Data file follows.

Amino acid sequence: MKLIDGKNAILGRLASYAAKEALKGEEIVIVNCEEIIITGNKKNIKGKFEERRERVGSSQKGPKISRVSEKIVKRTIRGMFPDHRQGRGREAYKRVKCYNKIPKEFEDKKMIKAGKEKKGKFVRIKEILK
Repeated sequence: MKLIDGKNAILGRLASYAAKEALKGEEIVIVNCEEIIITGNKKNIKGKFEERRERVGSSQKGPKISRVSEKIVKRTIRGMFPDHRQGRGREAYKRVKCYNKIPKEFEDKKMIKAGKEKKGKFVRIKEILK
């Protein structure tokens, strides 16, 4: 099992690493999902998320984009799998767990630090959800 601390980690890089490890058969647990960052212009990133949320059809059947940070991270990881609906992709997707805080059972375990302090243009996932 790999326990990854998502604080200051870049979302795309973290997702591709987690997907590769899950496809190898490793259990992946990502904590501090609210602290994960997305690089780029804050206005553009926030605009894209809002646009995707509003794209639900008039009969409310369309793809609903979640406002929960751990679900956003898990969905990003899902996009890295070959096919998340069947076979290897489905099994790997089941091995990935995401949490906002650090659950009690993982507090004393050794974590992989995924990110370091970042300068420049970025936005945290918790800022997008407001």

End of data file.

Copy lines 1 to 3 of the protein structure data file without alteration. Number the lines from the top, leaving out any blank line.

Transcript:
Amino acid sequence: MKLIDGKNAILGRLASYAAKEALKGEEIVIVNCEEIIITGNKKNIKGKFEERRERVGSSQKGPKISRVSEKIVKRTIRGMFPDHRQGRGREAYKRVKCYNKIPKEFEDKKMIKAGKEKKGKFVRIKEILK
Repeated sequence: MKLIDGKNAILGRLASYAAKEALKGEEIVIVNCEEIIITGNKKNIKGKFEERRERVGSSQKGPKISRVSEKIVKRTIRGMFPDHRQGRGREAYKRVKCYNKIPKEFEDKKMIKAGKEKKGKFVRIKEILK
């Protein structure tokens, strides 16, 4: 099992690493999902998320984009799998767990630090959800 601390980690890089490890058969647990960052212009990133949320059809059947940070991270990881609906992709997707805080059972375990302090243009996932 790999326990990854998502604080200051870049979302795309973290997702591709987690997907590769899950496809190898490793259990992946990502904590501090609210602290994960997305690089780029804050206005553009926030605009894209809002646009995707509003794209639900008039009969409310369309793809609903979640406002929960751990679900956003898990969905990003899902996009890295070959096919998340069947076979290897489905099994790997089941091995990935995401949490906002650090659950009690993982507090004393050794974590992989995924990110370091970042300068420049970025936005945290918790800022997008407001």